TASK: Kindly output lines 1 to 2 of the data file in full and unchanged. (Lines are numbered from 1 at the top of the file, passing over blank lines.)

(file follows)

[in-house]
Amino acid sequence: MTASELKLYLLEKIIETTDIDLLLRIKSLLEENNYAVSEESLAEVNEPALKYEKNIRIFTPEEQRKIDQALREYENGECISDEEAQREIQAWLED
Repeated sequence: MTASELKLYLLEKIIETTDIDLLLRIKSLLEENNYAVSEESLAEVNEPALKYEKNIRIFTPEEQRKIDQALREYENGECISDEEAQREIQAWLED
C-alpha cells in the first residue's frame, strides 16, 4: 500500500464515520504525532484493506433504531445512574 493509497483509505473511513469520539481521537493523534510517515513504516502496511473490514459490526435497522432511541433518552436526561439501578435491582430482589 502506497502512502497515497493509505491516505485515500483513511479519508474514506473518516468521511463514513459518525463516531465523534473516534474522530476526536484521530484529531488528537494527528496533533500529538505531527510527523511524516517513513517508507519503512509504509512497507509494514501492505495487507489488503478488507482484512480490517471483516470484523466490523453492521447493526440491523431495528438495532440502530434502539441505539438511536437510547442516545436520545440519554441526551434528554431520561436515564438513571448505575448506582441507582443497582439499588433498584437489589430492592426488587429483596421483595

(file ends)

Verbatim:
[in-house]
Amino acid sequence: MTASELKLYLLEKIIETTDIDLLLRIKSLLEENNYAVSEESLAEVNEPALKYEKNIRIFTPEEQRKIDQALREYENGECISDEEAQREIQAWLED